Andes to Amazon Packing Guide

Weather: During the day in the Lunahuana Valley, temperatures are between 65-75F/18-24C and it is usually nice and sunny. At night, temperatures drop to the 40s and 50s F/4 to 11C —make sure to bring a few layers so you can stay warm. During the last few days in the jungle it will be hot and humid; bring long, light layers that will protect you from the sun and bugs.

Luggage Restrictions: Students should bring one carry-on and one checked luggage weighing no more than 50lbs/25kg. Internal flights in Peru will not allow anyone to check more than one piece of luggage.

Laundry: Students will have the opportunity to do laundry one time while in Peru and should plan on paying between $5-$10, depending on the amount of clothes washed.

Carry-on Credit: Rustic Pathways Copyright: © 2016 Rustic Pathways Usage with express permission only.

A school backpack or something of similar size is ideal for a carry on. You can pack everything you need for travel days in it, and then use it as a day bag on the program. Don’t forget your passport, and assuming any medication you need for your program is in compliance with TSA carry-on rules, it’s always a great idea to bring it in your carry-on so there is no chance of it getting lost.
Pro Tip: Put money and other valuables in a secure place that is not easily accessible.

Checked Luggage Credit: Rustic Pathways Copyright: © 2016 Rustic Pathways Usage with express permission only.

A traveler’s backpack or duffle is ideal luggage. When you don’t have to carry your luggage, you tend to bring a long of things you don’t need, so if possible leave the rolling suitcases at home. Also, there is little flat terrain outside of the airport so your rolling bag won’t be that useful on the program.



Sneakers for service, Tevas or Chacos for rafting, and hiking boots for…well, hiking. If you don’t have hiking boots or don’t want to bring them, no problem; make sure the sneakers you bring are sturdy and won’t fall apart during a hike or two. Also, everything will get dirty, leave brand new things at home.


Bring your socks and underwear–enough for two weeks. We didn’t include a picture because you know what your underwear looks like. While in the jungle we will be wearing rubber boots on our jungle walks. Make sure to bring some long socks (mid-calf to knee length) so that the boot don’t rub you.



A hoodie/zip-up jacket along with a rain jacket will serve you well on this program. Wear the zip-up in Lunahuana and the jungle when the sun goes down and layer up with a soft shell/rain jacket if it’s a bit chillier than usual.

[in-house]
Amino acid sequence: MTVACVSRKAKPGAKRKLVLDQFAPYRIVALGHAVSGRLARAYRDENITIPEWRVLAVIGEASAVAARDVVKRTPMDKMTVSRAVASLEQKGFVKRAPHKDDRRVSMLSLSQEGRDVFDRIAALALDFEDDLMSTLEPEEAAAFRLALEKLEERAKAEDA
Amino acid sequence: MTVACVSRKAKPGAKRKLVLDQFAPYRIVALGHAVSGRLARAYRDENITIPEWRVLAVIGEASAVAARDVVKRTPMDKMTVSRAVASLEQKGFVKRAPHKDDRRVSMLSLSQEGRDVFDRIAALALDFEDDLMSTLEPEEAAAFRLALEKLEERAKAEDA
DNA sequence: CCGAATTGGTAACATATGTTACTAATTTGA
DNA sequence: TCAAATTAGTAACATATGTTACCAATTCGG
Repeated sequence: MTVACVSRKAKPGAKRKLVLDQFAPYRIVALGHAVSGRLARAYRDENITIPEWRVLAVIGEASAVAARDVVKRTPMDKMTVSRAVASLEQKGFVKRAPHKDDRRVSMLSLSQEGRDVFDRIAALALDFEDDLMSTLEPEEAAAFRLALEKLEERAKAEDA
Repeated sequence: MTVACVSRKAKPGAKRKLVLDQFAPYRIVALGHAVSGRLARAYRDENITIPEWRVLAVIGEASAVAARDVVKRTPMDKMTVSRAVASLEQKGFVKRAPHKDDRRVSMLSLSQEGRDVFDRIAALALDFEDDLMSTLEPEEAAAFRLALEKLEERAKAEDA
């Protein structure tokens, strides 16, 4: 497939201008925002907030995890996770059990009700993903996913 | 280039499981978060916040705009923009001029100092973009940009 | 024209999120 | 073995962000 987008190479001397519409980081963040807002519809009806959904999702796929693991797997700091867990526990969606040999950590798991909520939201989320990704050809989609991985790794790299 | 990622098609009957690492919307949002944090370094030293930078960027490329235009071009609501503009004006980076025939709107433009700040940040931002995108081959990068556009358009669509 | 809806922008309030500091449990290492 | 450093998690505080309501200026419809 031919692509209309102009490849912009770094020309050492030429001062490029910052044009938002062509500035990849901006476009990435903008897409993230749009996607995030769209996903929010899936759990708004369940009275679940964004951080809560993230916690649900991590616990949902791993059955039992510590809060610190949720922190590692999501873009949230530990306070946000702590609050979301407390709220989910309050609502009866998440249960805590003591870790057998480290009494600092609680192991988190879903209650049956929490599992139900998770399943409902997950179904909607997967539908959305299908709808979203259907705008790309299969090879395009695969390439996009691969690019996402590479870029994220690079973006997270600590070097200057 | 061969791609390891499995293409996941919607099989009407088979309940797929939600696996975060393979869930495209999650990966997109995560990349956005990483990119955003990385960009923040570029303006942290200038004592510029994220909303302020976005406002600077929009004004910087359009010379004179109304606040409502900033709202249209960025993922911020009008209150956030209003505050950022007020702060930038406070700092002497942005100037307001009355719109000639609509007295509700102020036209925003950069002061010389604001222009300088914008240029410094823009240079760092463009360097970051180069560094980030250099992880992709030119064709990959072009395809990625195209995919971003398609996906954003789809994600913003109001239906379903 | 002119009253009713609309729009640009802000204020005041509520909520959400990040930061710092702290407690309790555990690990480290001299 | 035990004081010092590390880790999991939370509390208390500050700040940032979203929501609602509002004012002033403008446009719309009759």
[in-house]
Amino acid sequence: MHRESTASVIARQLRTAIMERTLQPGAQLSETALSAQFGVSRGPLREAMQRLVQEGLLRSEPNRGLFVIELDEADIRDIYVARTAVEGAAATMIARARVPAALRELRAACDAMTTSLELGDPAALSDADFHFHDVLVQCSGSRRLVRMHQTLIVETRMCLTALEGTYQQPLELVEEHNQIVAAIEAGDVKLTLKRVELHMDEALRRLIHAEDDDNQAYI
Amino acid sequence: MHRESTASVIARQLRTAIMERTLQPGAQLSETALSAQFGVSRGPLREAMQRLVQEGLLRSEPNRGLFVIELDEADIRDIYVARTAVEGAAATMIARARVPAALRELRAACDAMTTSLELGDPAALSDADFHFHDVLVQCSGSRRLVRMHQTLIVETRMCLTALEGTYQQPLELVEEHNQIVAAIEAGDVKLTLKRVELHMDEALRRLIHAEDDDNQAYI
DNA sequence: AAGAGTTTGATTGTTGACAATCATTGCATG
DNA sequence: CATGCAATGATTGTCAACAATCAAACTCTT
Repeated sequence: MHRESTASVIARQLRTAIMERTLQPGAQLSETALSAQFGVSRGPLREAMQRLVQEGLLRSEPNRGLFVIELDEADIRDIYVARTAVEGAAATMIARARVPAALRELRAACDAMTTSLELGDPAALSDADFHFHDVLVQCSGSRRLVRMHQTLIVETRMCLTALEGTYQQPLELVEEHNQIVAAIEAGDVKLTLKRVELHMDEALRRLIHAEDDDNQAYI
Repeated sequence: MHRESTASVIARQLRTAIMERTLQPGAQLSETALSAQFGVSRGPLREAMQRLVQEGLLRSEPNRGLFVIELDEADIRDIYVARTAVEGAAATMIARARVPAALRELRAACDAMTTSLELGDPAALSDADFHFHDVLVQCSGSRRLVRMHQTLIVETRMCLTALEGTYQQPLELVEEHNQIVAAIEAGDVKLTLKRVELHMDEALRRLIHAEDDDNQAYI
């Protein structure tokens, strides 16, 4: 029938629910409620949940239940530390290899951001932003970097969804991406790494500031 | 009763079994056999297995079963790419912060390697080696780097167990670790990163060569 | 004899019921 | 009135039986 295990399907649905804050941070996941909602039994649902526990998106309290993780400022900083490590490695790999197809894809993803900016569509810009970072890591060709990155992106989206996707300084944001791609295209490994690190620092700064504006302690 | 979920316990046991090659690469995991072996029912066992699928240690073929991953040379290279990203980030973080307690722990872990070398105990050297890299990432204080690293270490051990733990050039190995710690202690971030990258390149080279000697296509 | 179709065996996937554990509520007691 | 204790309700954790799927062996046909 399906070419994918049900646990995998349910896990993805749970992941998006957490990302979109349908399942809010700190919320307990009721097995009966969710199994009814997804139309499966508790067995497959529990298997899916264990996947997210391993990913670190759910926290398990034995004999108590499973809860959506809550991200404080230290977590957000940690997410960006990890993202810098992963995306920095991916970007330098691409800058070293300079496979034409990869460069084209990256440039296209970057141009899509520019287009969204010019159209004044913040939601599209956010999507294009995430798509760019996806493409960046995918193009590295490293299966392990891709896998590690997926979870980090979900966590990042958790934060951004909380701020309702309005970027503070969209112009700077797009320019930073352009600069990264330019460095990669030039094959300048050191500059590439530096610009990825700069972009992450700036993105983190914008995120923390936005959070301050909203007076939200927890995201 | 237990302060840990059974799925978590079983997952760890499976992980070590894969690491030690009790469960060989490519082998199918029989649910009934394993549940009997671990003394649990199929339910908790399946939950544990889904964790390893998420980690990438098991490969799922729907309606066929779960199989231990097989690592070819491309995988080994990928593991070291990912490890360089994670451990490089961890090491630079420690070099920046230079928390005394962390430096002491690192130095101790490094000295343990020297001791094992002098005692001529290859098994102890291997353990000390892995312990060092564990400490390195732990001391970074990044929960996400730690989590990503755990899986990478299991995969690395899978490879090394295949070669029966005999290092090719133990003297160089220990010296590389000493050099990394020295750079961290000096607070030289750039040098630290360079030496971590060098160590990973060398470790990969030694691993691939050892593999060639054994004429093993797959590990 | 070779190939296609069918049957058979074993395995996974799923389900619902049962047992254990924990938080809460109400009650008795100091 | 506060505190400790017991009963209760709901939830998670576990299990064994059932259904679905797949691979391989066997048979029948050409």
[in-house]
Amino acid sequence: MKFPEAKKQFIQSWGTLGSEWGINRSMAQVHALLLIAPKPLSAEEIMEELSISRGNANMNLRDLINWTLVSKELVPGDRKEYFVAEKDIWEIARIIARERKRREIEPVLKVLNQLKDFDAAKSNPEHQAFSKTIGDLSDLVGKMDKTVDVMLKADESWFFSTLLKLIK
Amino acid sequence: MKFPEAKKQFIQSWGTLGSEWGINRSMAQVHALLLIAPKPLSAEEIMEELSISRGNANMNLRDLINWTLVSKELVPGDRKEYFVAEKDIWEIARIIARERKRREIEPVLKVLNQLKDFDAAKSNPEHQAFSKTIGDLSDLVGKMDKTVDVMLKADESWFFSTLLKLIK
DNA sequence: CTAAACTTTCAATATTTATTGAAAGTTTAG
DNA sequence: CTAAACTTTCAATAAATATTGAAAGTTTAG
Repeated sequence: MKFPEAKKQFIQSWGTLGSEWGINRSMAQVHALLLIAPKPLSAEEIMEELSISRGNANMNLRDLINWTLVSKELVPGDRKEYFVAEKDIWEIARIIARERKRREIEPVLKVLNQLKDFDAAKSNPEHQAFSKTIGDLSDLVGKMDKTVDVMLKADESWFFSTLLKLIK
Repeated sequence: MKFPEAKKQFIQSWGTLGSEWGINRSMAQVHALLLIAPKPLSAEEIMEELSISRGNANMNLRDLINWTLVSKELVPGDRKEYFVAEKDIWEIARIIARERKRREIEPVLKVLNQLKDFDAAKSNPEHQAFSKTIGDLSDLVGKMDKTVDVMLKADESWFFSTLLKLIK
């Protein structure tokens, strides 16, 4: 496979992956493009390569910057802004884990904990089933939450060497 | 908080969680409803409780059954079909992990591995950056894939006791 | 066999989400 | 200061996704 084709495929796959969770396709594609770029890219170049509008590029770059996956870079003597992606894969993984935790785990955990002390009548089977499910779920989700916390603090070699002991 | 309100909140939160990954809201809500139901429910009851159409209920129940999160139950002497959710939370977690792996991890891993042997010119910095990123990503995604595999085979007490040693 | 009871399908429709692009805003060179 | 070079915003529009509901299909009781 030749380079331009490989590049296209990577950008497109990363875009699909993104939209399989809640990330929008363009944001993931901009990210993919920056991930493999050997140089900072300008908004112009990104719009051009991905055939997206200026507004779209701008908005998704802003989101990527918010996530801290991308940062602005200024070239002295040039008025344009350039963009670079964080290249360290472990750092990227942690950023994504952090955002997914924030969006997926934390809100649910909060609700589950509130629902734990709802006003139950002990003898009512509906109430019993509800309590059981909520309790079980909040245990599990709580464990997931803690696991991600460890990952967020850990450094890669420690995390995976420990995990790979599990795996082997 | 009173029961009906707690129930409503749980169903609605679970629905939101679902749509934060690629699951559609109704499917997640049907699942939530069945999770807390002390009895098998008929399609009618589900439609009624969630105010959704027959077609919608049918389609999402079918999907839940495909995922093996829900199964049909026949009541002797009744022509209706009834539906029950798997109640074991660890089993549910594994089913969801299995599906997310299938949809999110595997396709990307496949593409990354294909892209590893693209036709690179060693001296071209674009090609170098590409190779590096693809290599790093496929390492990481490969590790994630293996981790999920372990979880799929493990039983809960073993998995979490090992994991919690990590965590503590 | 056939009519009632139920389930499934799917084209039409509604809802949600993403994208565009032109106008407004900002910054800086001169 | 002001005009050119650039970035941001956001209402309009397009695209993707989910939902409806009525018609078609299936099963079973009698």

You are traversing several climates on this program so prepare accordingly. Athletic or gym pants are great for service, full length or ¾ pants are ideal. Jeans are good for walking around town and going out to eat. When you move into the jungle, temperatures are going to rise substantially. Think cotton leggings, elephant pants, and a pair or two of shorts.



During the day, a t-shirt/long sleeved shirt and a zip-up is the go-to outfit for travelers in Peru. If you’re hot, ditch the zip-up; a bit chilly, put it back on. While in the jungle, lightweight, long sleeve shirts are great during jungle treks to protect from bugs and sun, and a few tank tops are a good idea as well.



A water bottle and headlamp with fresh batteries are a must for this program. Bedding is provided the entire time on this program, but past students have found a light sleeping bag or sleeping bag liner useful. Again, a sleeping bag/sleeping bag liner is optional.



These are most of the essentials, but check the packing list for items not included. Bring travel-sized products; you just need enough to get you through two weeks, not two months. Make sure to bring sunscreen and bug spray with DEET.
Pro Tip: Pack toiletries in resealable bags or a lined toiletry bags to prevent drama in case something leaks.


A few more packing tips:

  • Travel light. Pack only the essentials. You’ll need less than you think!
  • Bring the right clothes. Pack clothes that are culturally appropriate for your destination and acceptable for service projects. This means bringing long shorts (think Bermuda and basketball shorts), t-shirts with sleeves to cover shoulders, and appropriate footwear.
  • Leave your valuables behind. While traveling, it’s easier for things to get lost, stolen, or damaged. Keep any prized possessions safe at home.
  • Check with TSA. Make sure your luggage complies with TSA regulations, especially your carry-on. Useful tip: Pack an empty water bottle and fill it up after security.
  • Extra paperwork? If you need additional forms filled out to get credit for your service hours, no problem! Bring these forms with you so they can be completed in-country.